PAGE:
Daniel Suo

Scientific progress goes 'boink'

Ph.D. Candidate
Princeton University
Department of Computer Science

Bigtable: A Distributed Storage System for Structured Data

link notes

NOTE: taken from notes above.

This is a summary of the paper “Bigtable: A Distributed Storage System for Structured Data”. References are shorthanded as (x.y) where x is the page number and y is the paragraph on that page.


Google’s Bigtable is a datastructure similar to, but not to be confused with a relational database (1.3). It is meant to be general enough to handle a wide variety of uses, but the primary drivers are extremely large data sets and high performance for the client (1.2). Currently more than 60 products use Bigtable and several hundred terabytes in practice (although petabyte size is theoretically possible) (1.2).

Data Structure

The basic unit of the table is the untyped string which at the lowest level are stored in sorted string tables or SSTables which are small enough to fit in RAM (3.9, 4.1). The SSTable is an immutable map of type (string key)  string data. Bigtable is exposed to the user as a three-dimensional map of type (string row, string col, int64 time)string data (1.3, 1.4). As a result of the underlying SSTable structure Bigtable is sorted lexicographically along row, col and time (2.3). The row and col keys can be 64KB in size, although that’s not usually necessary (2.2).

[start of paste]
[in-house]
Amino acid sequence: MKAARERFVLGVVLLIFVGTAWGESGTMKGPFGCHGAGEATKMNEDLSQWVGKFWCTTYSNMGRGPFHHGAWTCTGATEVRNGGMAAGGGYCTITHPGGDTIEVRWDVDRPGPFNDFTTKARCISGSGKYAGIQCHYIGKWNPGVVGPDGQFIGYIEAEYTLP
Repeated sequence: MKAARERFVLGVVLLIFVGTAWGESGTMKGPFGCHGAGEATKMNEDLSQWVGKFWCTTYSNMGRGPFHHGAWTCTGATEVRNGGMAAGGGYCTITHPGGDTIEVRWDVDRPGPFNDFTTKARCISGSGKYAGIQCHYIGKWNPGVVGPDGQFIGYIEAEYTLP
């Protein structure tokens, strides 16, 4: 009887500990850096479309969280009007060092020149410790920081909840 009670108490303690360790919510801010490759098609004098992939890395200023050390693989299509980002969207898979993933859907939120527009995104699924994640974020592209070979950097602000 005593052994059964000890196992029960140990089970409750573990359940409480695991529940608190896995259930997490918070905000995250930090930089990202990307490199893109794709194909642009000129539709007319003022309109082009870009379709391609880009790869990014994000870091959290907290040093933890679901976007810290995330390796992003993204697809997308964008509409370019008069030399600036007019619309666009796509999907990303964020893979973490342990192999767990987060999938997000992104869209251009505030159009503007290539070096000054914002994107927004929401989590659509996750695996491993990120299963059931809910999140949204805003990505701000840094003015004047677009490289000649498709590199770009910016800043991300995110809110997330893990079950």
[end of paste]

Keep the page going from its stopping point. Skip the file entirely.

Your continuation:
The multi-dimensional map is divided into row ranges (i.e. A-D, E-F,G-P,Q-Z) referred to as a tablet (2.3, 4.8). Each tablet can be between 100MB and 200MB (4.8). As data is added to the tablet range the tablet expands and eventually splits into two distinct tablets (i.e. A-D  A-B and C-D) (4.8).

The multi-dimensional map is divided into column families based on user defined groups (2.4). The column family is created first as a data category (2.4). Each column is added to a column family and cannot exist on its own (2.4). Typically there are relatively few column families, but many more columns (2.4). The column keys are in the form Family_name:Column_name (2.5). Granularity at the column family level is used to control access, disk/memory accounting and garbage handling (2.6, 3.2).

The multi-dimensional map automatically assigns “real” timestamps based on when data was entered (2.7). If a real timestamp is used, the possibility of collision is guaranteed not to occur (3.1). The client application can explicitly assign timestamps based on some internal versioning system (2.7). Version numbers are used in garbage collection either to maintain a maximum number of versions or maintain versions “younger” than an arbitrary age (3.2).